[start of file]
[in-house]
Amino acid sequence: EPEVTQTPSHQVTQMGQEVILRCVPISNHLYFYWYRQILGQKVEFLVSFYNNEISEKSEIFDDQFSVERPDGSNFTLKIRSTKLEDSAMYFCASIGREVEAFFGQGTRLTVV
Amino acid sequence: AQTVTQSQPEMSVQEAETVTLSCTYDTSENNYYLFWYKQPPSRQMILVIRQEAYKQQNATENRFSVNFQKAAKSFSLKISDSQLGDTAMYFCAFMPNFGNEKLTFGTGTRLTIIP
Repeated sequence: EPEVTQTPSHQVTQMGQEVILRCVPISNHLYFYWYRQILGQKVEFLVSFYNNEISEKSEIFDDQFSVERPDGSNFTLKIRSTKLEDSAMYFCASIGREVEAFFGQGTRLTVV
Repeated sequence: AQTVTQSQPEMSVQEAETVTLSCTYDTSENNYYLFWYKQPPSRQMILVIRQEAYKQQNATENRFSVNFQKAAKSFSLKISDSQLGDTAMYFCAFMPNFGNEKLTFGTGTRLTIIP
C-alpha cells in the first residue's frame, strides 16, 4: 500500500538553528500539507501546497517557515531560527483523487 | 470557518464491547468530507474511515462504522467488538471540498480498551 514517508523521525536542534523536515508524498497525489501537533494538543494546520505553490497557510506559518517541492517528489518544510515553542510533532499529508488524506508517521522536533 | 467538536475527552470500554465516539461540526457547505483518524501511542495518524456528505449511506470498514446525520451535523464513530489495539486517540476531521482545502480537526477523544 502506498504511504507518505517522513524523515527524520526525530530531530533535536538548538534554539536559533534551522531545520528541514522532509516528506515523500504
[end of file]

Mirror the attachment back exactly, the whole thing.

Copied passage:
[in-house]
Amino acid sequence: EPEVTQTPSHQVTQMGQEVILRCVPISNHLYFYWYRQILGQKVEFLVSFYNNEISEKSEIFDDQFSVERPDGSNFTLKIRSTKLEDSAMYFCASIGREVEAFFGQGTRLTVV
Amino acid sequence: AQTVTQSQPEMSVQEAETVTLSCTYDTSENNYYLFWYKQPPSRQMILVIRQEAYKQQNATENRFSVNFQKAAKSFSLKISDSQLGDTAMYFCAFMPNFGNEKLTFGTGTRLTIIP
Repeated sequence: EPEVTQTPSHQVTQMGQEVILRCVPISNHLYFYWYRQILGQKVEFLVSFYNNEISEKSEIFDDQFSVERPDGSNFTLKIRSTKLEDSAMYFCASIGREVEAFFGQGTRLTVV
Repeated sequence: AQTVTQSQPEMSVQEAETVTLSCTYDTSENNYYLFWYKQPPSRQMILVIRQEAYKQQNATENRFSVNFQKAAKSFSLKISDSQLGDTAMYFCAFMPNFGNEKLTFGTGTRLTIIP
C-alpha cells in the first residue's frame, strides 16, 4: 500500500538553528500539507501546497517557515531560527483523487 | 470557518464491547468530507474511515462504522467488538471540498480498551 514517508523521525536542534523536515508524498497525489501537533494538543494546520505553490497557510506559518517541492517528489518544510515553542510533532499529508488524506508517521522536533 | 467538536475527552470500554465516539461540526457547505483518524501511542495518524456528505449511506470498514446525520451535523464513530489495539486517540476531521482545502480537526477523544 502506498504511504507518505517522513524523515527524520526525530530531530533535536538548538534554539536559533534551522531545520528541514522532509516528506515523500504